In this new column, Megan Hill will chronicle farmers, fishers and the

In this new column, Megan Hill will chronicle farmers, fishers and the issues they face.

When I first met Jim Robinson at the Ballard Farmers Market, I was after his succulents. These tiny, adorable plants are so addicting I rushed home to read everything I could about the plants and Robinson’s Phocas Farms. That’s when I learned he also grows saffron.

It seemed like a weird crop for the Pacific Northwest; saffron historically likes Mediterranean shrubland. But Robinson has grown it near Port Angeles since 1984, when he planted his first corms to satiate his obsession with arroz con pollo, a Spanish dish infused with the spice. (Now, he’s big into saffron ice cream: “Saffron ice cream floats my boat higher than anything else in the water,” he says.)

The crocuses Robinson grows are different than the ones you’ll see blooming around Seattle. Robinson’s Crocus sativus, the saffron crocus, blooms from early October to early December and love well-drained soil, making them tough to grow around Puget Sound’s soggier environs. Phocas Farms is in the rain shadow, so the blooms actually fare well.

Robinson got lucky: local saffron is also incredibly commercial, and he was able to expand his operation beyond his own use. He now grows saffron for chefs around Puget Sound.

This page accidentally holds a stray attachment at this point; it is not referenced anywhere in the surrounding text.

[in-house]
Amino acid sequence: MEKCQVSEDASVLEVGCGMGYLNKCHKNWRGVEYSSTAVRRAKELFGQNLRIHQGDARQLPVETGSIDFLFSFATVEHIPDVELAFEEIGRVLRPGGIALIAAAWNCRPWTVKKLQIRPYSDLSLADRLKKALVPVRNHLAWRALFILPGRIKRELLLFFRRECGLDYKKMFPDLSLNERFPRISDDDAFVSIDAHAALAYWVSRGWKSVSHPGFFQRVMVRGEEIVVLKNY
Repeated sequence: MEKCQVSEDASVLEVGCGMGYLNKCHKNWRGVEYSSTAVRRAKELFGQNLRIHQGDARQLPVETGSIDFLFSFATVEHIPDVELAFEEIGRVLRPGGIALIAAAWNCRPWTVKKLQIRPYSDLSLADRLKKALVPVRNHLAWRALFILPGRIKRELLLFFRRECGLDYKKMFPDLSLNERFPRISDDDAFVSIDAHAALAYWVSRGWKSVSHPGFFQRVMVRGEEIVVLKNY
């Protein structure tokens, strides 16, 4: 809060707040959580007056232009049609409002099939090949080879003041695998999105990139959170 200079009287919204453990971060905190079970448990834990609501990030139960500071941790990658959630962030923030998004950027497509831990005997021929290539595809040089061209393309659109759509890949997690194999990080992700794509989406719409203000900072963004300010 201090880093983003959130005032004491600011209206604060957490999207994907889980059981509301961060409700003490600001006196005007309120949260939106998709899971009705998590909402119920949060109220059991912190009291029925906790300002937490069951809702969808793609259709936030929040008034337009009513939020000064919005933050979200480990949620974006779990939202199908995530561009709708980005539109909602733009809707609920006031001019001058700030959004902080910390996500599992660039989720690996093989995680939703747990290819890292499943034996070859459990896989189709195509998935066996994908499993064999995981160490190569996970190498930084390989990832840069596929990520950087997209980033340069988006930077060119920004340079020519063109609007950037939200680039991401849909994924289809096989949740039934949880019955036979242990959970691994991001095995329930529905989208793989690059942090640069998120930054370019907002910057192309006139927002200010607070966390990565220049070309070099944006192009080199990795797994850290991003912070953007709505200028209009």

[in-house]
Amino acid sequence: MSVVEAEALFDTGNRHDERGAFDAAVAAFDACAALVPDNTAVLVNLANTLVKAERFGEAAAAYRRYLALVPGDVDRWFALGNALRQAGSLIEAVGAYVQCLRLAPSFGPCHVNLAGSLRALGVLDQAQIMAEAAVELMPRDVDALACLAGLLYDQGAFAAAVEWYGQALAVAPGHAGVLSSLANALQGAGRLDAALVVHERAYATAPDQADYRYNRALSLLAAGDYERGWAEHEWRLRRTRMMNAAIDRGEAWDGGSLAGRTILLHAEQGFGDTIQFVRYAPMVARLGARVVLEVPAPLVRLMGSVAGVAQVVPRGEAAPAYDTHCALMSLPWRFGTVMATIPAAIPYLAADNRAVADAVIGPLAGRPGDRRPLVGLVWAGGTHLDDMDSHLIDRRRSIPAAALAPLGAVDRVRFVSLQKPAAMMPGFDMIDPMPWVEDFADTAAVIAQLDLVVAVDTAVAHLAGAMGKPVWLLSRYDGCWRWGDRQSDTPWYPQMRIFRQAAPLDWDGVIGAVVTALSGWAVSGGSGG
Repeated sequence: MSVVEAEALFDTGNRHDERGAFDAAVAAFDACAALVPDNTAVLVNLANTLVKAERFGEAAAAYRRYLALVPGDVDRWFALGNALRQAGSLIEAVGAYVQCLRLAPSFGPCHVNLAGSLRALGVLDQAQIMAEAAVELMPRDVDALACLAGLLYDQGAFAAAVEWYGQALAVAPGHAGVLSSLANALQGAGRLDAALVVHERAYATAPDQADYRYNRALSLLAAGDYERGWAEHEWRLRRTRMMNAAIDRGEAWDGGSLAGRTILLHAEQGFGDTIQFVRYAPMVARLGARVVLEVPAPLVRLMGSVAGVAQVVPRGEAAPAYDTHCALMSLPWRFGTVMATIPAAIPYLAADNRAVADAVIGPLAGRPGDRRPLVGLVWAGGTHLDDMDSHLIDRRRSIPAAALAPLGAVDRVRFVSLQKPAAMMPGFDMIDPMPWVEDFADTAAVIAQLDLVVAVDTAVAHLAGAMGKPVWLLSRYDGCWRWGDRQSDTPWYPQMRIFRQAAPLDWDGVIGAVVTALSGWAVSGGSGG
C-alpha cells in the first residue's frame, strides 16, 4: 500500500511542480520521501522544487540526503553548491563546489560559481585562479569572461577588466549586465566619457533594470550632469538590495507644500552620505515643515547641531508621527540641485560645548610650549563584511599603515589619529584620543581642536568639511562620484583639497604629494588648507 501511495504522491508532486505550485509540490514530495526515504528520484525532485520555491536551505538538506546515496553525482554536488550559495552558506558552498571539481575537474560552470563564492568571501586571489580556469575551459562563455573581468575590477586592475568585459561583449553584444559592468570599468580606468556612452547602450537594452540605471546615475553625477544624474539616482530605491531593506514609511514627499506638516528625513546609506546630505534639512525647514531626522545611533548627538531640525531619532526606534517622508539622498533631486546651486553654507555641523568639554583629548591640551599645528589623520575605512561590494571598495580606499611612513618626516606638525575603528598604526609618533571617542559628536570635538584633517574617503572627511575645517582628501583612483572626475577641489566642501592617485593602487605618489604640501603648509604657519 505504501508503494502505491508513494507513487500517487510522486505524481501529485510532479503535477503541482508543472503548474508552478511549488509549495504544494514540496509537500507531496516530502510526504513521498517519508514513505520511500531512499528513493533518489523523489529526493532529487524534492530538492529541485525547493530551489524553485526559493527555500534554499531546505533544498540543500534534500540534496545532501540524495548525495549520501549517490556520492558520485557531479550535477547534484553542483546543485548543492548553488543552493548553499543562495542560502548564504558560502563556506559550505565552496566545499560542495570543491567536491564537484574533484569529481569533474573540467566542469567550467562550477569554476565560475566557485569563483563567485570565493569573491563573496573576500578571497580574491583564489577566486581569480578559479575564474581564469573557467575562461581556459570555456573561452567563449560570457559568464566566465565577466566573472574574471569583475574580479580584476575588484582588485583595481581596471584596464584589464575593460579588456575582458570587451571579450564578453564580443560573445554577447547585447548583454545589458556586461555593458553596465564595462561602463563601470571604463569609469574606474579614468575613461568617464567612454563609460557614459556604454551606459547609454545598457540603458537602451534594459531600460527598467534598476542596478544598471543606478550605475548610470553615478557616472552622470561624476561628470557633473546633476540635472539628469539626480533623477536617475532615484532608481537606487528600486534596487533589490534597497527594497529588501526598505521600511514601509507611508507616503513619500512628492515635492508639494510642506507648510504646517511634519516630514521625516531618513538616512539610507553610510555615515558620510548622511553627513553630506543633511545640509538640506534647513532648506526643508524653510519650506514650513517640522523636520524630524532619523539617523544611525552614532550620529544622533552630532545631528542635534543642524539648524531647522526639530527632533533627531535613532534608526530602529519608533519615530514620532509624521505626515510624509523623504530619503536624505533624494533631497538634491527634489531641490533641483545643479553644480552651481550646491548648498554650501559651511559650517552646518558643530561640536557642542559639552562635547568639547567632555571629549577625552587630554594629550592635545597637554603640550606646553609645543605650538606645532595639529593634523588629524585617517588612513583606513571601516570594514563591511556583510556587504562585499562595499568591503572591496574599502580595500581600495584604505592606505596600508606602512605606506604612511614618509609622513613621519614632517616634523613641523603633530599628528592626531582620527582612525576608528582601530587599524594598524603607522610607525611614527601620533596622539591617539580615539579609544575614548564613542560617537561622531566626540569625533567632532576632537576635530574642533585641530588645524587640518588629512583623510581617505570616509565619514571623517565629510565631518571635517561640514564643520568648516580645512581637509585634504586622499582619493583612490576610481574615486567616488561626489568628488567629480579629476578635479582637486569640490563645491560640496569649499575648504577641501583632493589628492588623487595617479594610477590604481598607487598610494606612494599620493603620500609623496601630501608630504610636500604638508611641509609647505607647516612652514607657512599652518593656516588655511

Jeff Maxfield of Sky City in the Space Needle has used the aromatic crimson spice in various seafood entrees, and has told Robinson he plans to incorporate it into a dish at the James Beard House dinner in New York this fall. Bruce Naftaly of Le Gourmand and Dustin Ronspies of Art of the Table are customers, and Autumn Martin of Hot Cakes in Ballard recently made a purchase. I’m sure the latter will turn into some molten-chocolate-saffron-deliciousness very soon.

Robinson began trying to sell his saffron in 2008, when he first attended a Farmer-Chef Connection (now the Farmer-Fisher-Chef Connection). There, accomplished local food expert Jon Rowley took notice, calling Jim a week later and striking up a friendship. Rowley recommended Jim’s saffron to Chef Lisa Nakamura, who was then heading the kitchen at The Herbfarm.

“Since then, I have been blessed with no small measure of success in establishing solid relationships among the chef community,” Robinson says.

Nakamura still uses Robinson’s saffron at her restaurant, Allium, on Orcas Island, in a saffron clam chowder and in a Manila clams appetizer. It still makes occasional appearances at The Herbfarm, including a recent saffron ice cream.

So many chefs are contacting him that Robinson thinking of expanding his growing operation. He currently tends six or seven raised beds that produce around a fourth of a pound of saffron each year. Growing the world’s most expensive spice isn’t easy (a half gram packet from Robinson will set a chef back $20, though the spice is pungent and just a touch goes far) so Robinson doesn’t want to expand too quickly. After all, he has to keep a close watch on the crocuses, as the petals are a favorite slug snack, swoop in to pluck the threads at just the right moment, dry them for 30 hours, and transport them all over Puget Sound.

It’s a big job, but he’s doing something right. “It’s the finest saffron one could hope to find anywhere on Goddess’s green earth,” Robinson says. And his clients would seem to agree.

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